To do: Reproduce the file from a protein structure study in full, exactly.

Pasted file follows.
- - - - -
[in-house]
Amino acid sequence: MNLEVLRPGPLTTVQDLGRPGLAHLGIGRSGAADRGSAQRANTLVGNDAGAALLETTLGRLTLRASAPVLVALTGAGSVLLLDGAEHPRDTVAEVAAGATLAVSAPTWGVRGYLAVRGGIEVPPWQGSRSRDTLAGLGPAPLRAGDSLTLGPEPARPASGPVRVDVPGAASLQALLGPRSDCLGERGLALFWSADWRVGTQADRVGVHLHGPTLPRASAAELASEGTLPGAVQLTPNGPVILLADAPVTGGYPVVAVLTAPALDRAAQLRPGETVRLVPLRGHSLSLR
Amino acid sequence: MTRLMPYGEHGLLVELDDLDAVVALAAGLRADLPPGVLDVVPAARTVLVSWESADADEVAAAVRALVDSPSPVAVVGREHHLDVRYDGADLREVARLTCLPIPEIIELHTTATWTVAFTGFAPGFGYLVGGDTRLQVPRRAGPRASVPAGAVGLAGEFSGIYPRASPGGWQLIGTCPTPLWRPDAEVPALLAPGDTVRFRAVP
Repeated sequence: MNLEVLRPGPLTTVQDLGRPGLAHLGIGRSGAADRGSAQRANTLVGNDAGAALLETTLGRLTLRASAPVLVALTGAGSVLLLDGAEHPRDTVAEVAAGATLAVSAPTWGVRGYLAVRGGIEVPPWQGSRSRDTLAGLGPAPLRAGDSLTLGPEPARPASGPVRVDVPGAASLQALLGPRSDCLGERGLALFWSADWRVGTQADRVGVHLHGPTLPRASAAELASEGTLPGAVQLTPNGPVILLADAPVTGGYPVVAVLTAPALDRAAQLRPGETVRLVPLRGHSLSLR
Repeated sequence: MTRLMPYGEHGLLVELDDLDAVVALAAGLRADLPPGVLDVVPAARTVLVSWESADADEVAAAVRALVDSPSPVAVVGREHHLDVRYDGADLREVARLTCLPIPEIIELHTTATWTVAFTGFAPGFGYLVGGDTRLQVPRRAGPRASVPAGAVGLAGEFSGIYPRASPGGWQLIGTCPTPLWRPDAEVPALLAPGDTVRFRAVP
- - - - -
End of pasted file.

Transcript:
[in-house]
Amino acid sequence: MNLEVLRPGPLTTVQDLGRPGLAHLGIGRSGAADRGSAQRANTLVGNDAGAALLETTLGRLTLRASAPVLVALTGAGSVLLLDGAEHPRDTVAEVAAGATLAVSAPTWGVRGYLAVRGGIEVPPWQGSRSRDTLAGLGPAPLRAGDSLTLGPEPARPASGPVRVDVPGAASLQALLGPRSDCLGERGLALFWSADWRVGTQADRVGVHLHGPTLPRASAAELASEGTLPGAVQLTPNGPVILLADAPVTGGYPVVAVLTAPALDRAAQLRPGETVRLVPLRGHSLSLR
Amino acid sequence: MTRLMPYGEHGLLVELDDLDAVVALAAGLRADLPPGVLDVVPAARTVLVSWESADADEVAAAVRALVDSPSPVAVVGREHHLDVRYDGADLREVARLTCLPIPEIIELHTTATWTVAFTGFAPGFGYLVGGDTRLQVPRRAGPRASVPAGAVGLAGEFSGIYPRASPGGWQLIGTCPTPLWRPDAEVPALLAPGDTVRFRAVP
Repeated sequence: MNLEVLRPGPLTTVQDLGRPGLAHLGIGRSGAADRGSAQRANTLVGNDAGAALLETTLGRLTLRASAPVLVALTGAGSVLLLDGAEHPRDTVAEVAAGATLAVSAPTWGVRGYLAVRGGIEVPPWQGSRSRDTLAGLGPAPLRAGDSLTLGPEPARPASGPVRVDVPGAASLQALLGPRSDCLGERGLALFWSADWRVGTQADRVGVHLHGPTLPRASAAELASEGTLPGAVQLTPNGPVILLADAPVTGGYPVVAVLTAPALDRAAQLRPGETVRLVPLRGHSLSLR
Repeated sequence: MTRLMPYGEHGLLVELDDLDAVVALAAGLRADLPPGVLDVVPAARTVLVSWESADADEVAAAVRALVDSPSPVAVVGREHHLDVRYDGADLREVARLTCLPIPEIIELHTTATWTVAFTGFAPGFGYLVGGDTRLQVPRRAGPRASVPAGAVGLAGEFSGIYPRASPGGWQLIGTCPTPLWRPDAEVPALLAPGDTVRFRAVP